E1. Describe how pre-school settings can create an inclusive culture for children with disabilities and special educational needs. (E9. Anti-discriminatory/anti-bias practice) There are many factors that a pre-school setting needs to consider, to have an adequate culture to meet all the needs of children with disabilities and special educational needs. One key factor is to ensure the child/children with special needs are not separate from those who are more abled.
Understanding Persons with Intellectual Disabilities SPE 526 Ronaver D. Boatwright March 21, 2012 Susan Myers Understanding Persons with Intellectual Disabilities The Individual with Disabilities Act, or IDEA helped to open the door for the equal provision of educational services to those children diagnosed with disabilities. These individuals were afforded the opportunity to receive these services through special education programs that are provided through public school systems. IDEA recognizes 14 disabilities, all of which adversely affects the educational performance of the children diagnosed. Under IDEA, schools must provide a free appropriate education to any individual with a disability who needs special educational services. I will be discussing 5 disabilities that affect people intellectually.
The article is review of research done on the impact of shared decision-making as an effective tool to empower and collaborate with a team required to support the progress of students with special needs. The article recognizes the law within the Individuals with Disabilities Education Act (IDEA), which requires that students with special needs be placed in the least restrictive environment in which they are able to progress successfully in the school setting. Recognizing the law of IDEA, the article presents that a key to making the inclusion process successful is to have shared decision-making. That realistically, where the general education teachers are brought into the decision-making process at the end of the inclusion process, those teachers must be included at the beginning.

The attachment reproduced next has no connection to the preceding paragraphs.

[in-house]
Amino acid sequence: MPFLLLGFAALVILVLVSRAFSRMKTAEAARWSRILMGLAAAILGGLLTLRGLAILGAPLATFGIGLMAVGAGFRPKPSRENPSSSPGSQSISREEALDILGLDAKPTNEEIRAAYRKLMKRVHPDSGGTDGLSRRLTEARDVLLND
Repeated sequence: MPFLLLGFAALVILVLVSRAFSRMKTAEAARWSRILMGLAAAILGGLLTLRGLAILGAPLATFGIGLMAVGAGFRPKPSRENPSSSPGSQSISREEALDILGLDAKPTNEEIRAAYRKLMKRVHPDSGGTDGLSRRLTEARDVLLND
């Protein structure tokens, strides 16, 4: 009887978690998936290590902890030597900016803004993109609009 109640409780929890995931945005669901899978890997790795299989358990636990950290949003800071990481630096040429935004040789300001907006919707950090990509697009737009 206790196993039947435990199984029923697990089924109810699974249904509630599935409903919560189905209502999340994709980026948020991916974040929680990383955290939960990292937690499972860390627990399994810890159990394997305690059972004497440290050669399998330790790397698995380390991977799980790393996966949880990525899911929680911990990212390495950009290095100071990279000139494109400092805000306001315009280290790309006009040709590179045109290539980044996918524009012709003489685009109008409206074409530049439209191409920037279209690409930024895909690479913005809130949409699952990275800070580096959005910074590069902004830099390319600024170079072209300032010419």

It is therefore important that you examine your own attitudes and values to consider how these may impact on the way you work with children and young people. Children listen intently to others around them, both adults and other children and soak up all information given to them. The school must make sure that the children are surrounded with positive messages about their peers and their own importance in society. All children are individuals and have individual rights; however they are not the same. It is the policy, currently, to include all children in mainstream education so long as the curriculum can be adapted to suit an individual pupils needs.
It is important to remember that no one child is the same as another, even if they are classified as being of similar ability. Although I support ability groups for certain subjects I still feel that it is important for the children to work in mixed-ability groups for non-core subjects, as I feel that it improves social skills, as the children